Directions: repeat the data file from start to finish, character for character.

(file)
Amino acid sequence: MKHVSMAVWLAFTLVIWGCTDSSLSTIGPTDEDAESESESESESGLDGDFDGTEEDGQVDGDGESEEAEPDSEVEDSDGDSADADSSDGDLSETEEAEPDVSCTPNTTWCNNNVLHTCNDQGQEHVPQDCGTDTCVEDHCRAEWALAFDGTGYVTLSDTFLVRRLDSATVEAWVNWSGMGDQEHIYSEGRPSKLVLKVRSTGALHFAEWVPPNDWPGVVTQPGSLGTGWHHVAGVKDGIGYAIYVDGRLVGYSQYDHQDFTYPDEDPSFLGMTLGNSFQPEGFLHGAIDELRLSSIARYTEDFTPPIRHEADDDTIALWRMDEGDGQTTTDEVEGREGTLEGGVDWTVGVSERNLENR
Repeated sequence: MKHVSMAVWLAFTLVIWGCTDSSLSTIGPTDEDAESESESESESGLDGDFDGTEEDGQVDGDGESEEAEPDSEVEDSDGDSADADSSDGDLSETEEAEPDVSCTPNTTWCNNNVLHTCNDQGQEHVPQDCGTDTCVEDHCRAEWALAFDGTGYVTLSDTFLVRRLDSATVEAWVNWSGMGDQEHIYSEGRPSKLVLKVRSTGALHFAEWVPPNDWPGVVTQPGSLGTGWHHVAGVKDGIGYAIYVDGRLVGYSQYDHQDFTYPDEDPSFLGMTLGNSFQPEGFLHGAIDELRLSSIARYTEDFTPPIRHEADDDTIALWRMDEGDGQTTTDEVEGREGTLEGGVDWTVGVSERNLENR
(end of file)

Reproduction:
Amino acid sequence: MKHVSMAVWLAFTLVIWGCTDSSLSTIGPTDEDAESESESESESGLDGDFDGTEEDGQVDGDGESEEAEPDSEVEDSDGDSADADSSDGDLSETEEAEPDVSCTPNTTWCNNNVLHTCNDQGQEHVPQDCGTDTCVEDHCRAEWALAFDGTGYVTLSDTFLVRRLDSATVEAWVNWSGMGDQEHIYSEGRPSKLVLKVRSTGALHFAEWVPPNDWPGVVTQPGSLGTGWHHVAGVKDGIGYAIYVDGRLVGYSQYDHQDFTYPDEDPSFLGMTLGNSFQPEGFLHGAIDELRLSSIARYTEDFTPPIRHEADDDTIALWRMDEGDGQTTTDEVEGREGTLEGGVDWTVGVSERNLENR
Repeated sequence: MKHVSMAVWLAFTLVIWGCTDSSLSTIGPTDEDAESESESESESGLDGDFDGTEEDGQVDGDGESEEAEPDSEVEDSDGDSADADSSDGDLSETEEAEPDVSCTPNTTWCNNNVLHTCNDQGQEHVPQDCGTDTCVEDHCRAEWALAFDGTGYVTLSDTFLVRRLDSATVEAWVNWSGMGDQEHIYSEGRPSKLVLKVRSTGALHFAEWVPPNDWPGVVTQPGSLGTGWHHVAGVKDGIGYAIYVDGRLVGYSQYDHQDFTYPDEDPSFLGMTLGNSFQPEGFLHGAIDELRLSSIARYTEDFTPPIRHEADDDTIALWRMDEGDGQTTTDEVEGREGTLEGGVDWTVGVSERNLENR